Friends of Tulketh Hall

A little while ago a Facebook group was set up for people interested in the history of Tulketh Hall in Preston. The site, which once was home to a Norman castle and a medieval monastery, now faces the threat of being redeveloped for housing. And so the group has reinvented itself as the Friends of Tulketh Hall with the aim of preserving the site and developing it as a community hub: a much needed facility in the district.

For a detailed account of the site and its history see: The story of Tulketh and Tulketh Hall by Kim Travis.

Below, in more detail, are the proposals the group is putting forward to support its case.

Friend of Tulketh Hall Objectives

This site is, without doubt, the most interesting historically in Preston and surrounding areas. It has been a royal castle; an ancestral hall for over 800 years;  and possibly a Roman settlement.  It was also the beginnings of Furness Abbey. 

The site has been largely undeveloped since Tulketh Hall was demolished in 1959, which makes the possibility of uncovering its rich history highly likely.

It has, however, been The Star community centre and resource  for many decades.  We believe it should remain so and we are determined to give it a bright future, with much improved facilities and wider remit.

The decision to sell this space and community building for housing, in a tightly built area, with few such amenities is certainly not the right way forward, especially during these pandemic times, when the value of such amenities is so precious to communities. Doubly so, when such a rich history is just waiting to be uncovered.

We understand the budget constraints that Lancashire County Council are under and that it cannot afford to maintain this now underused space.

We would like to offer an alternative – The Friends Of Tulketh Hall, a charitable organisation, taking custodianship and responsibility for the maintenance and development of the site into a fantastic amenity. 

We will …

    • reopen The Star building as a meeting space for community groups, an arts centre, teaching resource and general hub for the area. 
    • Significantly  improve the facilities over time and make this a bustling centre.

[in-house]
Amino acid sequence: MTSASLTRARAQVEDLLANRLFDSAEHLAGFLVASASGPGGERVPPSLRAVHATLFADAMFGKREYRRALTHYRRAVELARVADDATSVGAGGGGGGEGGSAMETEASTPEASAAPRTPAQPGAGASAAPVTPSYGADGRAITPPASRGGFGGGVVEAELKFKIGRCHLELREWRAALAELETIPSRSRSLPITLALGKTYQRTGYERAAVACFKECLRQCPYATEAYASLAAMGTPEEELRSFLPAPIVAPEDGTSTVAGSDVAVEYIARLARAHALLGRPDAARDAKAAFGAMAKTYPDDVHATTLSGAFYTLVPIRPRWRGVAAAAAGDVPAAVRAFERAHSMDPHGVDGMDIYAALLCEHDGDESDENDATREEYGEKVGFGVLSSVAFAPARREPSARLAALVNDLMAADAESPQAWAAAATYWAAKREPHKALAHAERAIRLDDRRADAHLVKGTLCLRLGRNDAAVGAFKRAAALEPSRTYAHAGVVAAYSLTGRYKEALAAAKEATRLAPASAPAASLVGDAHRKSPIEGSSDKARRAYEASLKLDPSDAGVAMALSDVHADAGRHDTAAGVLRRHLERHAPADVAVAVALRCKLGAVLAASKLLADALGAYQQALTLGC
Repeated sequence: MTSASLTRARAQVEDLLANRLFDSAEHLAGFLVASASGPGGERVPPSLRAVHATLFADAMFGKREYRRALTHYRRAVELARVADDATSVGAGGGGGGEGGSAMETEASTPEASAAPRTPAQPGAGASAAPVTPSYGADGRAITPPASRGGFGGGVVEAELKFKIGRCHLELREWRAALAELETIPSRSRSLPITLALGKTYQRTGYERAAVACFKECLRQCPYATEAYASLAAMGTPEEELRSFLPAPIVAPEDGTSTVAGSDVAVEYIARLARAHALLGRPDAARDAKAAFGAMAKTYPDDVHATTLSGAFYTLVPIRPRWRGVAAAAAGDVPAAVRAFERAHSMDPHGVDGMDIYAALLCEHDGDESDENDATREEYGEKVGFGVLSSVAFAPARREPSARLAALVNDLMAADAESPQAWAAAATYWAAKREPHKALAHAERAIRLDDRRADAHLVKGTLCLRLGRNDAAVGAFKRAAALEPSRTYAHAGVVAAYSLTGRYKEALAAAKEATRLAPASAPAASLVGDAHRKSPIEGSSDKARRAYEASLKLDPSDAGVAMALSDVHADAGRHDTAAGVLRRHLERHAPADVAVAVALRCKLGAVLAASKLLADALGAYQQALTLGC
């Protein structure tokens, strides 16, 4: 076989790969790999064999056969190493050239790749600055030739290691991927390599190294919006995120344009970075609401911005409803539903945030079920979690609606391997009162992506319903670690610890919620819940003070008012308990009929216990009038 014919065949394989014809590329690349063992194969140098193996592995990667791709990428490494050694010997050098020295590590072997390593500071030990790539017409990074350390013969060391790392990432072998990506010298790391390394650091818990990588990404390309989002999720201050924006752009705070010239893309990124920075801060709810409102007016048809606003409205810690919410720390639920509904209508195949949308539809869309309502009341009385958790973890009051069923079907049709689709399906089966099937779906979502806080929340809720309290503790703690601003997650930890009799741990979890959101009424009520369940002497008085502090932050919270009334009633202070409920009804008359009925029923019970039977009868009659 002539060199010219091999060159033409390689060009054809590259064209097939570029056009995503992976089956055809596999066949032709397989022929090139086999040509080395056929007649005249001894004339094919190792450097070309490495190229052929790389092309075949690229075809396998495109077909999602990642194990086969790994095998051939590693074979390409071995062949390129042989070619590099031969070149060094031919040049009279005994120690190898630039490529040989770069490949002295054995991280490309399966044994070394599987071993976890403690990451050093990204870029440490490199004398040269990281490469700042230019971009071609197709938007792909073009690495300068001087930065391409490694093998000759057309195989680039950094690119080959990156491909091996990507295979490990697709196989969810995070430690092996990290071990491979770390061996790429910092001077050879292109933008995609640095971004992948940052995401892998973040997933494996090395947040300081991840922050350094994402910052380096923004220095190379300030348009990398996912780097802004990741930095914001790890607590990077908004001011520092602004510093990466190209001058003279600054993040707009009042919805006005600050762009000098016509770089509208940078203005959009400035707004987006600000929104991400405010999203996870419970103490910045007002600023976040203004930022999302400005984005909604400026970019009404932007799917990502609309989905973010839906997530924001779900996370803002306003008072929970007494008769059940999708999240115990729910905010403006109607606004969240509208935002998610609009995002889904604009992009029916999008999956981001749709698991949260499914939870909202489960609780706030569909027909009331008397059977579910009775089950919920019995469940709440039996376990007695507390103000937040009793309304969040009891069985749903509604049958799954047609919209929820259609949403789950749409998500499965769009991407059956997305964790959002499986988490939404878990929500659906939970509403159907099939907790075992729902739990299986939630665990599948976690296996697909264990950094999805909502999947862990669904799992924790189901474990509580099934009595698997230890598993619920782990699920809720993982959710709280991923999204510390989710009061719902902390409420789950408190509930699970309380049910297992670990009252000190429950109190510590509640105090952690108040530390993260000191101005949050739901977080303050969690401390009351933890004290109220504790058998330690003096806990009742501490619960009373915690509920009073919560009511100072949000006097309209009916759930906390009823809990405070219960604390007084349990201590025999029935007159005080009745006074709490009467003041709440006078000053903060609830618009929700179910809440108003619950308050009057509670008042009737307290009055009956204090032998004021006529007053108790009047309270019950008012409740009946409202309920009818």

• fully explore the wealth of history contained within the external parts of the site and preserve it for future generations. 
      • This will involve excavation and an archaeological exploration of these external areas to  reveal the foundations of the Hall and potentially the Castle, so this history has visibility for people to explore and interact with. 
    • continue to manage and develop this site, so it becomes an attraction for the whole of Preston and the region in general.

We believe that if the current auction goes ahead, this will be of huge detriment to the local community and the people of Preston and furthermore means we will lose a unique site of regional interest and a significant link to our past.

We ask that LCC withdraw the site from the current auction, as we cannot compete financially with housebuilders and enter negotiations with our group to secure this precious resource for future generations.

We believe that people can make a difference and together we can achieve these goals. 

If you would like to offer support to achieving these goals, please share our objectives and help us build momentum. Please get in touch if you think you can offer assistance. Like and follow our Friends of Tulketh Hall Facebook page or write a letter of support and email us at hello@tulkethhall.co.uk.  

We particularly want to hear from groups or organisations who may want to use the space or would like to show us support. Everything strengthens our case.  Time is short to achieve the first part of this goal, so please help.

A tale of two belvederes

Earl of Derby statue in Miller park Preston Lancashire UK
View from the original site of the Avenham belvedere in Miller Park, looking towards the site of the Walton Hall belvedere a mile away across the Ribble. The statue of the 14th Earl of Derby now surveys the scene. Image: Karl Davison at Wikimedia Commons.

For a brief period in the middle of the 19th century two belvederes or summer houses faced one another a mile apart across the Ribble at Preston: one newly built in Miller Park and the other falling into ruins at Walton Hall. Together, they symbolised a shift in the social and political leadership of Preston from the end of the 18th century and into the 19th century, from the landed gentry of the county to the cotton lords of the town.

Another parallel between the two districts was the fountain a gentleman in Walton-le-Dale built in his back garden that was the same size as the one in Miller Park. The gentleman was cotton lord William Calvert, probably the wealthiest resident in the village. Possibly he took his inspiration from the Miller Park fountain.

Full story: A tale of two belvederes.

Lancashire Past website

This well-written and well-presented website has just added two articles on the castle and the abbey at Tulketh: https://lancashirepast.com/

Lancashire Past website

From the site description:

This website is about historical places that can be visited in Lancashire. It was started in September 2013 and is regularly added to. There are currently around 180 places described in detail.